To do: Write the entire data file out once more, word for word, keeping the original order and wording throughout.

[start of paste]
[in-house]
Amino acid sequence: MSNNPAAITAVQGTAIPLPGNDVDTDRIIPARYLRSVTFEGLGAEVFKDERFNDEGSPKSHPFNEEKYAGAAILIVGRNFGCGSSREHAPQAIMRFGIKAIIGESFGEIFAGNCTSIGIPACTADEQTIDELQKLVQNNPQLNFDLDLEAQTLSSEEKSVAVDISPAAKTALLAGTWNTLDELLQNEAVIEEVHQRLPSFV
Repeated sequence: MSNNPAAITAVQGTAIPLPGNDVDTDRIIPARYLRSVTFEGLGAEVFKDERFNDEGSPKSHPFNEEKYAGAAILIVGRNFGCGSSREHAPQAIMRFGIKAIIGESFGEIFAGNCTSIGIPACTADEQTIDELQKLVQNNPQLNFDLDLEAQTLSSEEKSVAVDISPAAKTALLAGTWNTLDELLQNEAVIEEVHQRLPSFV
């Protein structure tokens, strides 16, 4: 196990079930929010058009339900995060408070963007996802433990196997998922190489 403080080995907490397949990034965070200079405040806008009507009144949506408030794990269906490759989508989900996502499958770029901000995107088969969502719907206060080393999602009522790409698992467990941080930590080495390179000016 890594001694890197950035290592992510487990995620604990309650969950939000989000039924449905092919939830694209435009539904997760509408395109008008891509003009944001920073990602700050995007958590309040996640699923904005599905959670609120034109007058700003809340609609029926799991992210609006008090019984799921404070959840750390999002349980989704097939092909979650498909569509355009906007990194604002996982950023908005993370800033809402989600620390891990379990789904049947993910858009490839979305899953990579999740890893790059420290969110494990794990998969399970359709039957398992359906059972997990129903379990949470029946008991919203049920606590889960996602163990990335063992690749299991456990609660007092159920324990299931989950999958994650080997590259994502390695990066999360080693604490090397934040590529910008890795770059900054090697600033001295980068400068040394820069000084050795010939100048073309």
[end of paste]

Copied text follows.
[in-house]
Amino acid sequence: MSNNPAAITAVQGTAIPLPGNDVDTDRIIPARYLRSVTFEGLGAEVFKDERFNDEGSPKSHPFNEEKYAGAAILIVGRNFGCGSSREHAPQAIMRFGIKAIIGESFGEIFAGNCTSIGIPACTADEQTIDELQKLVQNNPQLNFDLDLEAQTLSSEEKSVAVDISPAAKTALLAGTWNTLDELLQNEAVIEEVHQRLPSFV
Repeated sequence: MSNNPAAITAVQGTAIPLPGNDVDTDRIIPARYLRSVTFEGLGAEVFKDERFNDEGSPKSHPFNEEKYAGAAILIVGRNFGCGSSREHAPQAIMRFGIKAIIGESFGEIFAGNCTSIGIPACTADEQTIDELQKLVQNNPQLNFDLDLEAQTLSSEEKSVAVDISPAAKTALLAGTWNTLDELLQNEAVIEEVHQRLPSFV
């Protein structure tokens, strides 16, 4: 196990079930929010058009339900995060408070963007996802433990196997998922190489 403080080995907490397949990034965070200079405040806008009507009144949506408030794990269906490759989508989900996502499958770029901000995107088969969502719907206060080393999602009522790409698992467990941080930590080495390179000016 890594001694890197950035290592992510487990995620604990309650969950939000989000039924449905092919939830694209435009539904997760509408395109008008891509003009944001920073990602700050995007958590309040996640699923904005599905959670609120034109007058700003809340609609029926799991992210609006008090019984799921404070959840750390999002349980989704097939092909979650498909569509355009906007990194604002996982950023908005993370800033809402989600620390891990379990789904049947993910858009490839979305899953990579999740890893790059420290969110494990794990998969399970359709039957398992359906059972997990129903379990949470029946008991919203049920606590889960996602163990990335063992690749299991456990609660007092159920324990299931989950999958994650080997590259994502390695990066999360080693604490090397934040590529910008890795770059900054090697600033001295980068400068040394820069000084050795010939100048073309």